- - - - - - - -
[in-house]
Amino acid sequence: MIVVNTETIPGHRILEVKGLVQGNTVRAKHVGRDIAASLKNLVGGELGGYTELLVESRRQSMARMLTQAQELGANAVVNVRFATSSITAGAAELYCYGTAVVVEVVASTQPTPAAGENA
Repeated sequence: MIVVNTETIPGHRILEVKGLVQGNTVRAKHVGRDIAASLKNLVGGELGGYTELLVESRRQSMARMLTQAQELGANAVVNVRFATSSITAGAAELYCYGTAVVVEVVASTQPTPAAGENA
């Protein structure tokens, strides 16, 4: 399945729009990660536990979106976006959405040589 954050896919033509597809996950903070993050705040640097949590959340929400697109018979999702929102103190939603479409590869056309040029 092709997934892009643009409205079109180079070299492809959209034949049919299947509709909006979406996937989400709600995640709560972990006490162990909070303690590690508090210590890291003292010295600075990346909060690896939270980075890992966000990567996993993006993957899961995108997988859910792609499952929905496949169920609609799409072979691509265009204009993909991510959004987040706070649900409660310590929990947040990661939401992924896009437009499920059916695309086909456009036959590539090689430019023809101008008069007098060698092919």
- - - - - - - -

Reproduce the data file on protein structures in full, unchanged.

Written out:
[in-house]
Amino acid sequence: MIVVNTETIPGHRILEVKGLVQGNTVRAKHVGRDIAASLKNLVGGELGGYTELLVESRRQSMARMLTQAQELGANAVVNVRFATSSITAGAAELYCYGTAVVVEVVASTQPTPAAGENA
Repeated sequence: MIVVNTETIPGHRILEVKGLVQGNTVRAKHVGRDIAASLKNLVGGELGGYTELLVESRRQSMARMLTQAQELGANAVVNVRFATSSITAGAAELYCYGTAVVVEVVASTQPTPAAGENA
């Protein structure tokens, strides 16, 4: 399945729009990660536990979106976006959405040589 954050896919033509597809996950903070993050705040640097949590959340929400697109018979999702929102103190939603479409590869056309040029 092709997934892009643009409205079109180079070299492809959209034949049919299947509709909006979406996937989400709600995640709560972990006490162990909070303690590690508090210590890291003292010295600075990346909060690896939270980075890992966000990567996993993006993957899961995108997988859910792609499952929905496949169920609609799409072979691509265009204009993909991510959004987040706070649900409660310590929990947040990661939401992924896009437009499920059916695309086909456009036959590539090689430019023809101008008069007098060698092919």